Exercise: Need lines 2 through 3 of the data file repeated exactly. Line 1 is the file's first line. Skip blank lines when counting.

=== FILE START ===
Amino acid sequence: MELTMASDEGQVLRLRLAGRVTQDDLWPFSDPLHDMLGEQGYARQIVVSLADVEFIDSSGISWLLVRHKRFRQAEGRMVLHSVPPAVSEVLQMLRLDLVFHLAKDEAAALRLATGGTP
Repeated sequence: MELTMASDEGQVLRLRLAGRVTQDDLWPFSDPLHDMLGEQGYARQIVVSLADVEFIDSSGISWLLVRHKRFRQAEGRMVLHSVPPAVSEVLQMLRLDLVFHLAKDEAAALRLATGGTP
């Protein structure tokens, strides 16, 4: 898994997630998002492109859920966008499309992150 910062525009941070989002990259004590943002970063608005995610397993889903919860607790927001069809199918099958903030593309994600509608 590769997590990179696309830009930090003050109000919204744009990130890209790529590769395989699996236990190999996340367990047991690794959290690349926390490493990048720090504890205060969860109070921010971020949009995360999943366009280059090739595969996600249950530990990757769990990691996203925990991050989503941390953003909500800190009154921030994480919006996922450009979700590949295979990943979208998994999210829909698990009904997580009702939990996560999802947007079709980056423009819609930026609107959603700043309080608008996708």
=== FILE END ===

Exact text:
Repeated sequence: MELTMASDEGQVLRLRLAGRVTQDDLWPFSDPLHDMLGEQGYARQIVVSLADVEFIDSSGISWLLVRHKRFRQAEGRMVLHSVPPAVSEVLQMLRLDLVFHLAKDEAAALRLATGGTP
């Protein structure tokens, strides 16, 4: 898994997630998002492109859920966008499309992150 910062525009941070989002990259004590943002970063608005995610397993889903919860607790927001069809199918099958903030593309994600509608 590769997590990179696309830009930090003050109000919204744009990130890209790529590769395989699996236990190999996340367990047991690794959290690349926390490493990048720090504890205060969860109070921010971020949009995360999943366009280059090739595969996600249950530990990757769990990691996203925990991050989503941390953003909500800190009154921030994480919006996922450009979700590949295979990943979208998994999210829909698990009904997580009702939990996560999802947007079709980056423009819609930026609107959603700043309080608008996708």